Tuesday, November 20, 2012
Keynote speech at Peru Support Group AGM November 17, 2012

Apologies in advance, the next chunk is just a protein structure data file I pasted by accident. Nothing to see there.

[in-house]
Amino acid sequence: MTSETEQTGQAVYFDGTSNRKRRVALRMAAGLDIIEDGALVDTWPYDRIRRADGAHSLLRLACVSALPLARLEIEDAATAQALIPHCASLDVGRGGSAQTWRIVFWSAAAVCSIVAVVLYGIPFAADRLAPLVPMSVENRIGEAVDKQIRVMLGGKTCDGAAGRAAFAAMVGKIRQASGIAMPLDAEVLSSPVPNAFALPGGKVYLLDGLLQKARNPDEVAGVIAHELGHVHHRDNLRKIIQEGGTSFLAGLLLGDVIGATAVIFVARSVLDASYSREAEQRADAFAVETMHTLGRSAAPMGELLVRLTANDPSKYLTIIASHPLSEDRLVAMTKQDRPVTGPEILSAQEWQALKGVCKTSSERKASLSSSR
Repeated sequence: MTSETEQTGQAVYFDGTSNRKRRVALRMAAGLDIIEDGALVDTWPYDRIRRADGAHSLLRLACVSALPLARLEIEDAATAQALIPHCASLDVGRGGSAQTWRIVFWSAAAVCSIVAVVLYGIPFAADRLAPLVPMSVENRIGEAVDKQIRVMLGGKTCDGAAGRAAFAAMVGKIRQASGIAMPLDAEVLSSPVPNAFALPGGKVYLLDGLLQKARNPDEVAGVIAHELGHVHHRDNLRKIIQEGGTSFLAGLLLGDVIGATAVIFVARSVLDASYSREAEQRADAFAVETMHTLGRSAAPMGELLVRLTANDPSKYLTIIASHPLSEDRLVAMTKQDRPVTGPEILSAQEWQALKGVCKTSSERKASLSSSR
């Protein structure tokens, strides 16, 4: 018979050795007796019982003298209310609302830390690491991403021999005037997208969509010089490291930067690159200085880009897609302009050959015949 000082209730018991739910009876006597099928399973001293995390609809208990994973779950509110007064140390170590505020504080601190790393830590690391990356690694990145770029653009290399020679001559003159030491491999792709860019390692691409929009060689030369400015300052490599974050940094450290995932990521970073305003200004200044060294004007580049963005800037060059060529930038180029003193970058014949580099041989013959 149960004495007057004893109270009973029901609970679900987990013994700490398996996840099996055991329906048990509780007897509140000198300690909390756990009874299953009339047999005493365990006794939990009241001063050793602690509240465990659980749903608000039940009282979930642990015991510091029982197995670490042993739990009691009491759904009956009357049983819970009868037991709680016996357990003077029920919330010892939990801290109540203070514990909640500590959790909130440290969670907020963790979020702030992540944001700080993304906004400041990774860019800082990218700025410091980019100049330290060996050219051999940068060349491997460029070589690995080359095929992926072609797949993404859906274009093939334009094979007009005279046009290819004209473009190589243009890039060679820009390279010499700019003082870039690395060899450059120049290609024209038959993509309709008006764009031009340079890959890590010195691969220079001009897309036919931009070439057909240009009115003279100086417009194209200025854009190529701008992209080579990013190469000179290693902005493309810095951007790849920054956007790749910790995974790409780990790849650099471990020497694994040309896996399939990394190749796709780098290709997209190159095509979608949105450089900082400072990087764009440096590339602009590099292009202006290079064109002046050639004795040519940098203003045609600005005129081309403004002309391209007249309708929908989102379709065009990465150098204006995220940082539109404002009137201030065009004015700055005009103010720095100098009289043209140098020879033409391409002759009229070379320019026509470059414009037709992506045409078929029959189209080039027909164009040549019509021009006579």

I’m pleased that the theme of this year’s Conference is Peru and the Persistence of Inequality. Those of you who have read The Spirit Level or spent any time on The Equality Trust website will acknowledge that there is evidence to show that a correlation exists between inequality and social malfunction. The greater the degree of inequality, the worse the physical and mental health of the population, the greater the misuse of illegal drugs and alcohol, the higher the rates of crime and violence, and so on. The statistical evidence from OECD countries for this statement is abundant and convincing, but there seems little doubt that it would apply to a society like Peru if the figures were available. When we met a year ago, the government of Ollanta Humala was nearing the end of its first 100 days in office. In that period, measures were passed that aimed to improve the position of the poor and, in so doing, reduce levels of inequality in the country. Several of our speakers at last year’s conference expressed cautious optimism that what was happening might indicate a new commitment among officials in Lima to advance the interests of Peru’s poorest. The commitment to double spending on education, with similar increases in health and other public services, to double the national minimum wage over five years and to introduce non-contributory pensions, funded partly by graduated direct taxes on income and a windfall tax on extractive industries all promised a radical departure from García’s prioritisation of the interests of Peru’s business elites and particularly those of investors in extractive industries which generate much of Peru’s GNP. Shortly after our that however, developments in the country led many to reassess their views of the Humala administration. Community demonstrations in Cajamarca against the US$ 5 billion Minas Conga mining project in late 2011 provoked a political crisis and led Humala to dismiss the cabinet of Salomon Lerner. He was then replaced as prime minister by Oscar Valdés, a retired colonel with a long-standing relationship with the president. Many of the more progressive elements of the ruling coalition lost their posts at the same time, putting in doubt some of the redistributive aspects of its political programme. In the event, some of these reforms were indeed delayed under the Valdes cabinet. Perhaps more disconcerting was the confrontational stance the government adopted towards those protesting against extractive projects. During the next few months, demonstrations in Cajamarca and in Espinar were greeted with the declaration of states of emergency in those regions. A number of civil liberties were restricted, and there was an accompanying increase in the use of heavy-handed policing techniques. As well as the death of several protesters during clashes, this period also saw prominent human rights defenders, including Marco Arana, being beaten by state officials. Such tactics, and the ongoing controversy over the Conga project, eventually led to a dip in Humala’s approval ratings which, in turn, prompted a second cabinet reshuffle in July. Valdes was replaced by Juan Jimenez, a lawyer with expertise in constitutional matters and, to a lesser extent, human rights. This move represented a slight shift back towards the centre, but was by no means a return to the programme on which Humala was elected. Since this date, the president has sought to re-launch the idea - championed by Brazil’s former president Luiz Inacio Lula - that growth is the consequence of foreign investment, and that without growth there can be no increase in social spending. Peru is on track for an enviable 6.2% GNP growth rate this year, and in September there was a balance of trade surplus of $403 million. Investors are queuing up to pour money into gas, hydro, renewable, transmission and distribution infrastructure, as well as maintenance and overhaul of power stations. There is already an agreement with Brazil to export up to 6,000 MW of electricity up to 2016 and that could be expanded. But critics have noted that in the Peruvian context, the link between foreign investment, growth and the elimination of poverty is by no means automatic. Those who profit from new commercial projects have tended to be already among the wealthiest sectors of Peruvian society. Geographically, most of the money created from extractive industries ends up in Lima and not in the parts of Peru where it is generated. Despite some advances, the Humala government has not, thus far, made a significant impact on levels of poverty and inequality in Peru. The World Bank poverty rate had dropped from 48.3% in 2004 to 31.3% in 2010, but there has been no sign of an acceleration, and a large gap remains between regions to date. While only 15% of Lima’s population lives in poverty, areas such as Huancavelica have rates closer to 80%. In total, the gap between the richest and poorest regions in the country is over 600%: in the rich countries that make up the OECD, the widest gap is 100%. The pernicious effects of inequality in Peru, and Latin America in general, are often overlooked by external observers. Bill Gates told the Spanish government last February that it made no sense to help countries like Peru which have “resources to exploit and could be as rich as a European country”. It is indeed better off in terms of GNP per head than Bosnia, and almost on a level with Serbia and Bulgaria if indeed it hasn’t done so already this year with its higher rate of growth. But the principle of cutting off aid to middle income countries has taken off and is being adopted in policy decisions, including those of the UK and the EU, and the UK has just signalled the ending of our aid to India, whose GNP per head is far beneath Peru’s. Nor are we in a position to advise Peru on how to reduce inequality, considering that the burden of eliminating the deficit here has fallen disproportionately on the worst off. There is no one simple explanation for the persistence of inequality in the country. Indeed, discussion of what factors have contributed to the phenomenon will comprise a large part of today’s debate. Some point to the legacy of colonialism, while others highlight low levels of tax revenue, uneven distribution of mining profits, weak institutional machinery, gender disparities or the poor performance of public schools. The menace of the drugs business and the continued activities of Sendero Luminoso is a possible contributory factor in the areas affected, and Humala is gearing up for an expansion of defence and counter-narcotics spending particularly in the valleys of the Apurimac, Ene and Mantaro rivers, the so-called VRAEM area. Of course the motive for this programme isn’t to benefit the people in the VRAEM, an area the size of Belgium which has been under a state of emergency since 2003, but to protect the gas pipeline which crosses the area. There is an $850 million project under way to double the capacity of the line, which is of benefit to the economy as a whole. But the programme does include improvements to the infrastructure of the region, and assistance to the local farmers with alternative crops to replace coca cultivation, which accounts for half of Peru’s production. Maybe the EU could help with that part of the programme, which is so obviously in our interests. Our speakers today will examine the issue of inequality in Peru from a variety of different angles and perspectives. The conference will feature several sessions on the causes and consequences of the phenomenon, as well as the success of initiatives which aim to reduce it. In addition to the UK-based experts on Peru here with us today, we will also be joined – via Skype – by two eminent Peruvian academics and development professionals for the afternoon session.